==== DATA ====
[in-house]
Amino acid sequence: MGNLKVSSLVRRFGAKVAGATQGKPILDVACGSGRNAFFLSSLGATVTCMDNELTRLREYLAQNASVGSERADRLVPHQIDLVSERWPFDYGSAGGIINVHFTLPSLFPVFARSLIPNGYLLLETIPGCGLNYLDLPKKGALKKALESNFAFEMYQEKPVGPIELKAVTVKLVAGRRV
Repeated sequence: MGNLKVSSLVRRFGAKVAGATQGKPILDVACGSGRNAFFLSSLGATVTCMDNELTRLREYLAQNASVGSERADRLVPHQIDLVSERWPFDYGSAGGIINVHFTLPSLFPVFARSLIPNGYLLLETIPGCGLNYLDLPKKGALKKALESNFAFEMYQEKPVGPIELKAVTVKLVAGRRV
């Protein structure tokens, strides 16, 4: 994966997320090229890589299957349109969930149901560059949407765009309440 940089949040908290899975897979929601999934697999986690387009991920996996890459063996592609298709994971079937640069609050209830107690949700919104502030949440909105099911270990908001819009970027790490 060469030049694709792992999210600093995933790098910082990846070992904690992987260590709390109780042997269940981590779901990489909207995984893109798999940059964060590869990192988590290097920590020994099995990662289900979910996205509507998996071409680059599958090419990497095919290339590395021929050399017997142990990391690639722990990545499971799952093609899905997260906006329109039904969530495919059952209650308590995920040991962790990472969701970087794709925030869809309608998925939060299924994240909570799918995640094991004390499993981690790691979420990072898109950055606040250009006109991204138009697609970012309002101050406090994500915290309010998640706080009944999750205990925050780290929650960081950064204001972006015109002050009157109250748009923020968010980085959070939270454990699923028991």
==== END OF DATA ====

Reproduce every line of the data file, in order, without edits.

[in-house]
Amino acid sequence: MGNLKVSSLVRRFGAKVAGATQGKPILDVACGSGRNAFFLSSLGATVTCMDNELTRLREYLAQNASVGSERADRLVPHQIDLVSERWPFDYGSAGGIINVHFTLPSLFPVFARSLIPNGYLLLETIPGCGLNYLDLPKKGALKKALESNFAFEMYQEKPVGPIELKAVTVKLVAGRRV
Repeated sequence: MGNLKVSSLVRRFGAKVAGATQGKPILDVACGSGRNAFFLSSLGATVTCMDNELTRLREYLAQNASVGSERADRLVPHQIDLVSERWPFDYGSAGGIINVHFTLPSLFPVFARSLIPNGYLLLETIPGCGLNYLDLPKKGALKKALESNFAFEMYQEKPVGPIELKAVTVKLVAGRRV
């Protein structure tokens, strides 16, 4: 994966997320090229890589299957349109969930149901560059949407765009309440 940089949040908290899975897979929601999934697999986690387009991920996996890459063996592609298709994971079937640069609050209830107690949700919104502030949440909105099911270990908001819009970027790490 060469030049694709792992999210600093995933790098910082990846070992904690992987260590709390109780042997269940981590779901990489909207995984893109798999940059964060590869990192988590290097920590020994099995990662289900979910996205509507998996071409680059599958090419990497095919290339590395021929050399017997142990990391690639722990990545499971799952093609899905997260906006329109039904969530495919059952209650308590995920040991962790990472969701970087794709925030869809309608998925939060299924994240909570799918995640094991004390499993981690790691979420990072898109950055606040250009006109991204138009697609970012309002101050406090994500915290309010998640706080009944999750205990925050780290929650960081950064204001972006015109002050009157109250748009923020968010980085959070939270454990699923028991």